So, we reach Lexus, the ubiquitous high-end arm of Toyota. Birthed in the late 1980s, it quickly became synonymous with “serenity” and “blandness.” Someone in the party of big wigs found this to be a very welcoming and prestigious quality, and they probably weren’t incorrect, but that so happens to depend solely on perspective. I mean, I’m all about reliability, solid structure, serenity, and value, but the “blandness” part falls into the huge grey area of my psyche.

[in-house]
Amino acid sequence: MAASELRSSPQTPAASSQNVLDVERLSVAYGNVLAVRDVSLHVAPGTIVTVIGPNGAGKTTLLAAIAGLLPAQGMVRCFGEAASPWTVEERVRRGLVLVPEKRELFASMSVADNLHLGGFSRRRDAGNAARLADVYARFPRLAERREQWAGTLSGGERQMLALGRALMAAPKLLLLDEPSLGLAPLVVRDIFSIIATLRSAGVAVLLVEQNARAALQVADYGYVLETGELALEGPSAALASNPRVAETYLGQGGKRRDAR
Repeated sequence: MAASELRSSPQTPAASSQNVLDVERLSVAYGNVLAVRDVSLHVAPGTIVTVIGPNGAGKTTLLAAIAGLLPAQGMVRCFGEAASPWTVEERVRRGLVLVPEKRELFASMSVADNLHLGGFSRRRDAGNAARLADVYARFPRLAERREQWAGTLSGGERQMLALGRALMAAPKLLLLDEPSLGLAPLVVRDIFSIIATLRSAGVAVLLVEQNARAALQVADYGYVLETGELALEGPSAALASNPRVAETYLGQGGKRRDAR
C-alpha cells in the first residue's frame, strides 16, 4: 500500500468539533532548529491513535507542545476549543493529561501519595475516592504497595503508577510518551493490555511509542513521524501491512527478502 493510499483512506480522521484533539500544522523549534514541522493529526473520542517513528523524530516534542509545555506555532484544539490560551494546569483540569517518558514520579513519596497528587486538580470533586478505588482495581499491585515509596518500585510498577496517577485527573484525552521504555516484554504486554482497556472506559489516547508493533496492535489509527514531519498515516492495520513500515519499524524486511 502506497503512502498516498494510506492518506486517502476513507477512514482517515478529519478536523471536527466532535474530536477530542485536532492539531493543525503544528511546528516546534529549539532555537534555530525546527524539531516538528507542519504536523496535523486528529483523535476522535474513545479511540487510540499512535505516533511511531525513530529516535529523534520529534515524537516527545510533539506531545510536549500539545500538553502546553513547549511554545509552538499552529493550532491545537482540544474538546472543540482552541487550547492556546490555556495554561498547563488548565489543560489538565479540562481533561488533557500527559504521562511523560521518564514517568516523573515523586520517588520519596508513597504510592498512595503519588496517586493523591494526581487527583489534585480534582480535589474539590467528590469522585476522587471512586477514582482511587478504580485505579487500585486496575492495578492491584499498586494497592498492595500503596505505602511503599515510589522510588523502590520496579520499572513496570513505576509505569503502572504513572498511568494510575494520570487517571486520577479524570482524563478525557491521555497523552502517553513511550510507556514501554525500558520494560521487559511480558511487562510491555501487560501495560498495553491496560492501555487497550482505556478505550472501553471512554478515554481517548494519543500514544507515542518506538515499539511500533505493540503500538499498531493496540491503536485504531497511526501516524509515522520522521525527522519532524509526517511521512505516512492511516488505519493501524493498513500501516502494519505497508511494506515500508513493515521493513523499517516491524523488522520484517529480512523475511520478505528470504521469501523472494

My parents owned a few Lexus vehicles when I was younger, namely a XV20 ES300 and a XV30.5 ES330. Both of them were built with an astonishing amount of quality, plus saying that my parents owned a Lexus was plenty cool, at least until I finally got around to driving the thing. I was merely a half mile in route to my prom date’s house when I nearly fell asleep at the wheel from boredom. Seriously, the car felt like a rolling precision built GE appliance. The seats were comfortable, the woodgrain on the dashboard was real and rich looking, and the Mark Levinson sound system was incredible at playing classical music, but any type of excitement was sternly frowned upon. The drivetrain responded to throttle commands as if there was a line of calm old ladies passing notes to the transmission for a request to downshift. Yes, you read that correctly. In that car, when you pressed the throttle, you made a request to the onboard computer to speed up. Depending on what mood the computer was in at the moment that you filed the request, you either got a response, or nothing happened.